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Putting brakes on China's auto industry
Another big name joined PSA Peugeot Citroen, Honda, Nissan, Kia and Volvo as a Dongfeng Motor Corporation partner last week, when French automaker Renault signed on the dotted line.
Renault sealed a 1.3 billion U.S. dollar 50-50 joint venture agreement with China's second largest automaker on Dec. 16. This allows Renault to assemble vehicles in China and provides easy access to the world's biggest auto market.
Foreign automakers must have a local partner to make cars in China. The policy was conceived in the hope that Chinese carmakers would absorb foreign technology and management expertise. After three decades, foreign brands dominate the market and Chinese brands are steadily losing ground and the rationale behind the joint-venture policy has come into question.
Foreign passenger cars took 73 percent of the market share from January to October, a small rise of only 0.4 percent from the same period of the previous year, according to the China Association of Automobile Manufacturers (CAAM).
As a late starter, China benefited from joint ventures and enormous profits were made from the sale of foreign branded cars but, according to Jia Xinguang of China Automotive Industry Consulting and Development, that's just half the story.
Zhong Shi, an independent auto analyst, holds the view that joint ventures hinder the development of local brands. If the government does not adjust or abandon the joint venture policy, the prospect for stronger local brands is gloomy, he said.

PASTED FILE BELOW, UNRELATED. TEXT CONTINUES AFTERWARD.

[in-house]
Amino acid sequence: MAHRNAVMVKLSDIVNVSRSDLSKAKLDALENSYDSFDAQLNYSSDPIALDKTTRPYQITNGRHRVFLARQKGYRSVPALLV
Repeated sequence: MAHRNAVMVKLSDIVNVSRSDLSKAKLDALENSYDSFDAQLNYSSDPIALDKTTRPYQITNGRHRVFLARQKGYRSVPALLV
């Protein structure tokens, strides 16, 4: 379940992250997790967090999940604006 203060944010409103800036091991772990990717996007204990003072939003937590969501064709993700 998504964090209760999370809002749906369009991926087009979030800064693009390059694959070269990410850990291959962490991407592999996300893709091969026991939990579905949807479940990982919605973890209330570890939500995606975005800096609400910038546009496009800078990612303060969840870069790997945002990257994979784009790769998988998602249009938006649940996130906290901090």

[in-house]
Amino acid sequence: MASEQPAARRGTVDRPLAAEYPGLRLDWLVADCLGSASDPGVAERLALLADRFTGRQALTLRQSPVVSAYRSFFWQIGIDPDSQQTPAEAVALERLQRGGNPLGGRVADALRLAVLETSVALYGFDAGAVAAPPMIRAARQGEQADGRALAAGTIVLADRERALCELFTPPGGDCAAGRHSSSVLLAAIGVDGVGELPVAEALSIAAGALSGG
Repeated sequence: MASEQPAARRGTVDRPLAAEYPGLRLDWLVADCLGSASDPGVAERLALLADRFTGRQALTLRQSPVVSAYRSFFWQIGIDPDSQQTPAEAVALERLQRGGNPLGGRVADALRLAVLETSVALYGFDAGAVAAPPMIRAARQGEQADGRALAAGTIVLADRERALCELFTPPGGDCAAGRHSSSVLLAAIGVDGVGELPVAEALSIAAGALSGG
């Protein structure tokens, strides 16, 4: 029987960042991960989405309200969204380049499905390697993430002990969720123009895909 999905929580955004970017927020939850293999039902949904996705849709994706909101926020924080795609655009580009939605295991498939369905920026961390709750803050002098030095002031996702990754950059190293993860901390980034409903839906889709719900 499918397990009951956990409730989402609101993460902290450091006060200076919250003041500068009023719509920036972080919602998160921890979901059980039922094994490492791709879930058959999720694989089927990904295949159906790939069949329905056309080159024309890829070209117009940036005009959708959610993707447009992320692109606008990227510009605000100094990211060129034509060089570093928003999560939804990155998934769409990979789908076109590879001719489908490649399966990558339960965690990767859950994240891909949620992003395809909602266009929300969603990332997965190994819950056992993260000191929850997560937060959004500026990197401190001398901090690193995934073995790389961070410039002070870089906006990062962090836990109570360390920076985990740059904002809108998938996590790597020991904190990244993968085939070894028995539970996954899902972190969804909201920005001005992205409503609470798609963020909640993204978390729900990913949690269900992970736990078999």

Easy Money, Lazy Research
Easy money and overdependence on foreign technology mean Chinese automakers have very little interest in research and development, said Jia.
Many Chinese brands use chassis technology and engines of foreign partners, sometimes even outdated technology.
First Automobile Works Group (FAW), the company that made the China's first truck in 1958, relies on foreign products, including the Audi 100, Lincoln Town Car and Toyota Crown Majesta, for the range of FAW vehicles sporting the Red Flag badge, a communist symbol.
FAW has joint ventures with Volkswagen, Toyota and Mazda. It sold 2.6 million automobiles and raked in 370 billion yuan (60 billion U.S. dollars) in 2011. It was ranked 197 on the 2011 Fortune Global 500.
FAW has no shortage of funds, but the National Audit Office revealed in June 2012 that the company had not invested enough in research and development of proprietary models and that its 2008-2010 profits stemmed largely from joint ventures.
Angry voices have been raised as Chinese automakers, in cahoots with their joint venture associates, launch so-called "self-developed" and "local brand" cars. These are nothing more than cut price, rebadged and relaunched versions of superannuated foreign models that have gone out of production.
Government assessment of state-owned automakers mainly focuses on profitability, which is detrimental to product development, said industry analyst Xu Binjin.